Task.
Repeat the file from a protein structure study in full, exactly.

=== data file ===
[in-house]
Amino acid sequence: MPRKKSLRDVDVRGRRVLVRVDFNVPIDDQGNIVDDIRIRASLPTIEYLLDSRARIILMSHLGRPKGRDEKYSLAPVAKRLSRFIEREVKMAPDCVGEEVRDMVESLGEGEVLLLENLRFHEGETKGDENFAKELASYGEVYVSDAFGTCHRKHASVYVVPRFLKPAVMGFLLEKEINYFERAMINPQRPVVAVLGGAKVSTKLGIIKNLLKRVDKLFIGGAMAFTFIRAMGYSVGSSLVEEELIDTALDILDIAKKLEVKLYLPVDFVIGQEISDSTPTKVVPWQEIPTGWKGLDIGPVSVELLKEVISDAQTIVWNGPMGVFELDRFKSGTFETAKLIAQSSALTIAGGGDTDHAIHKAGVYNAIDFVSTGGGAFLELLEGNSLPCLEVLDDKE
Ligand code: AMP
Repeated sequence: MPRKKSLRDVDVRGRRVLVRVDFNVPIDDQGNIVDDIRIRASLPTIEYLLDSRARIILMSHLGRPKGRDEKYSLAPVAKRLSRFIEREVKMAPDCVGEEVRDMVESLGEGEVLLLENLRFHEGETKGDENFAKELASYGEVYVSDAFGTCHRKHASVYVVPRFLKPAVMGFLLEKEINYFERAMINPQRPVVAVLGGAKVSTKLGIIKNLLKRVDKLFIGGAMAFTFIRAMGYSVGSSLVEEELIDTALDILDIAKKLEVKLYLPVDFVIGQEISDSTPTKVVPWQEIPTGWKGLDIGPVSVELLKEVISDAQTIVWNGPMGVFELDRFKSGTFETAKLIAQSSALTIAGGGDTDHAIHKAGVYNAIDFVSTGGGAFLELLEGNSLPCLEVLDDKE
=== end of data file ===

[in-house]
Amino acid sequence: MPRKKSLRDVDVRGRRVLVRVDFNVPIDDQGNIVDDIRIRASLPTIEYLLDSRARIILMSHLGRPKGRDEKYSLAPVAKRLSRFIEREVKMAPDCVGEEVRDMVESLGEGEVLLLENLRFHEGETKGDENFAKELASYGEVYVSDAFGTCHRKHASVYVVPRFLKPAVMGFLLEKEINYFERAMINPQRPVVAVLGGAKVSTKLGIIKNLLKRVDKLFIGGAMAFTFIRAMGYSVGSSLVEEELIDTALDILDIAKKLEVKLYLPVDFVIGQEISDSTPTKVVPWQEIPTGWKGLDIGPVSVELLKEVISDAQTIVWNGPMGVFELDRFKSGTFETAKLIAQSSALTIAGGGDTDHAIHKAGVYNAIDFVSTGGGAFLELLEGNSLPCLEVLDDKE
Ligand code: AMP
Repeated sequence: MPRKKSLRDVDVRGRRVLVRVDFNVPIDDQGNIVDDIRIRASLPTIEYLLDSRARIILMSHLGRPKGRDEKYSLAPVAKRLSRFIEREVKMAPDCVGEEVRDMVESLGEGEVLLLENLRFHEGETKGDENFAKELASYGEVYVSDAFGTCHRKHASVYVVPRFLKPAVMGFLLEKEINYFERAMINPQRPVVAVLGGAKVSTKLGIIKNLLKRVDKLFIGGAMAFTFIRAMGYSVGSSLVEEELIDTALDILDIAKKLEVKLYLPVDFVIGQEISDSTPTKVVPWQEIPTGWKGLDIGPVSVELLKEVISDAQTIVWNGPMGVFELDRFKSGTFETAKLIAQSSALTIAGGGDTDHAIHKAGVYNAIDFVSTGGGAFLELLEGNSLPCLEVLDDKE